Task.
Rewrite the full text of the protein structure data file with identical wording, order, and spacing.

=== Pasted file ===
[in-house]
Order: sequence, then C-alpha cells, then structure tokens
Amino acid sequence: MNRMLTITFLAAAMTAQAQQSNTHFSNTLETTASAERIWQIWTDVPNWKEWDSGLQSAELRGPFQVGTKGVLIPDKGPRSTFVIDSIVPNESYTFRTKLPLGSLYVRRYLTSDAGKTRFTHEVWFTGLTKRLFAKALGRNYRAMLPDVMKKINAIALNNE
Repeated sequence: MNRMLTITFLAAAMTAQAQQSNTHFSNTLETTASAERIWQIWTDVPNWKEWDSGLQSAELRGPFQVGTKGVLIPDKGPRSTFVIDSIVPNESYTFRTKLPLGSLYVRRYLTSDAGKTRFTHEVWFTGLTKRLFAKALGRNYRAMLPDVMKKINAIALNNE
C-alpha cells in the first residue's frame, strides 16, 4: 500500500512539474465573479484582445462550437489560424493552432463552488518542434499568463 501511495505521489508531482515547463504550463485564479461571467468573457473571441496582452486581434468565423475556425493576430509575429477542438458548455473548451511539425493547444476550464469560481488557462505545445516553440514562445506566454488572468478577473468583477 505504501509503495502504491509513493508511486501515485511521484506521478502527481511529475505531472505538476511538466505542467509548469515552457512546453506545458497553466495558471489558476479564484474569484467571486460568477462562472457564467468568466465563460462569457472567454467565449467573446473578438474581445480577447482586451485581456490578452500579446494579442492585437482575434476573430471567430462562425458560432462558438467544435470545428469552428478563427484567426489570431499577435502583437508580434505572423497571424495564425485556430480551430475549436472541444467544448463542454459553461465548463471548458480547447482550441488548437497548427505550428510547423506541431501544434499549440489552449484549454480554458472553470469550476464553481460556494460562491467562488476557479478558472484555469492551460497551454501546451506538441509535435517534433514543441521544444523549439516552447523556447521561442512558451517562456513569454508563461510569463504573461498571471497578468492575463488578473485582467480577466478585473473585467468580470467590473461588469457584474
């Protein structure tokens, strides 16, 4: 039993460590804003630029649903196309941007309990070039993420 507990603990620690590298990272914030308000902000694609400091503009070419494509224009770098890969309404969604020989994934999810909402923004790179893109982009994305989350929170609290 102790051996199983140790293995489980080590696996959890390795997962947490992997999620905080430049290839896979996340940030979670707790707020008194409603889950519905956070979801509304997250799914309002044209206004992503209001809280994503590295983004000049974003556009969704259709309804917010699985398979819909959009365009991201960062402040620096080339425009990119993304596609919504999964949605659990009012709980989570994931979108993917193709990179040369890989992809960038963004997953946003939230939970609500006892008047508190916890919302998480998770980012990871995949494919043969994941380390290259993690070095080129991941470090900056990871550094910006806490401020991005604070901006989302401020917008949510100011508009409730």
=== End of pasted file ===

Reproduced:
[in-house]
Order: sequence, then C-alpha cells, then structure tokens
Amino acid sequence: MNRMLTITFLAAAMTAQAQQSNTHFSNTLETTASAERIWQIWTDVPNWKEWDSGLQSAELRGPFQVGTKGVLIPDKGPRSTFVIDSIVPNESYTFRTKLPLGSLYVRRYLTSDAGKTRFTHEVWFTGLTKRLFAKALGRNYRAMLPDVMKKINAIALNNE
Repeated sequence: MNRMLTITFLAAAMTAQAQQSNTHFSNTLETTASAERIWQIWTDVPNWKEWDSGLQSAELRGPFQVGTKGVLIPDKGPRSTFVIDSIVPNESYTFRTKLPLGSLYVRRYLTSDAGKTRFTHEVWFTGLTKRLFAKALGRNYRAMLPDVMKKINAIALNNE
C-alpha cells in the first residue's frame, strides 16, 4: 500500500512539474465573479484582445462550437489560424493552432463552488518542434499568463 501511495505521489508531482515547463504550463485564479461571467468573457473571441496582452486581434468565423475556425493576430509575429477542438458548455473548451511539425493547444476550464469560481488557462505545445516553440514562445506566454488572468478577473468583477 505504501509503495502504491509513493508511486501515485511521484506521478502527481511529475505531472505538476511538466505542467509548469515552457512546453506545458497553466495558471489558476479564484474569484467571486460568477462562472457564467468568466465563460462569457472567454467565449467573446473578438474581445480577447482586451485581456490578452500579446494579442492585437482575434476573430471567430462562425458560432462558438467544435470545428469552428478563427484567426489570431499577435502583437508580434505572423497571424495564425485556430480551430475549436472541444467544448463542454459553461465548463471548458480547447482550441488548437497548427505550428510547423506541431501544434499549440489552449484549454480554458472553470469550476464553481460556494460562491467562488476557479478558472484555469492551460497551454501546451506538441509535435517534433514543441521544444523549439516552447523556447521561442512558451517562456513569454508563461510569463504573461498571471497578468492575463488578473485582467480577466478585473473585467468580470467590473461588469457584474
């Protein structure tokens, strides 16, 4: 039993460590804003630029649903196309941007309990070039993420 507990603990620690590298990272914030308000902000694609400091503009070419494509224009770098890969309404969604020989994934999810909402923004790179893109982009994305989350929170609290 102790051996199983140790293995489980080590696996959890390795997962947490992997999620905080430049290839896979996340940030979670707790707020008194409603889950519905956070979801509304997250799914309002044209206004992503209001809280994503590295983004000049974003556009969704259709309804917010699985398979819909959009365009991201960062402040620096080339425009990119993304596609919504999964949605659990009012709980989570994931979108993917193709990179040369890989992809960038963004997953946003939230939970609500006892008047508190916890919302998480998770980012990871995949494919043969994941380390290259993690070095080129991941470090900056990871550094910006806490401020991005604070901006989302401020917008949510100011508009409730």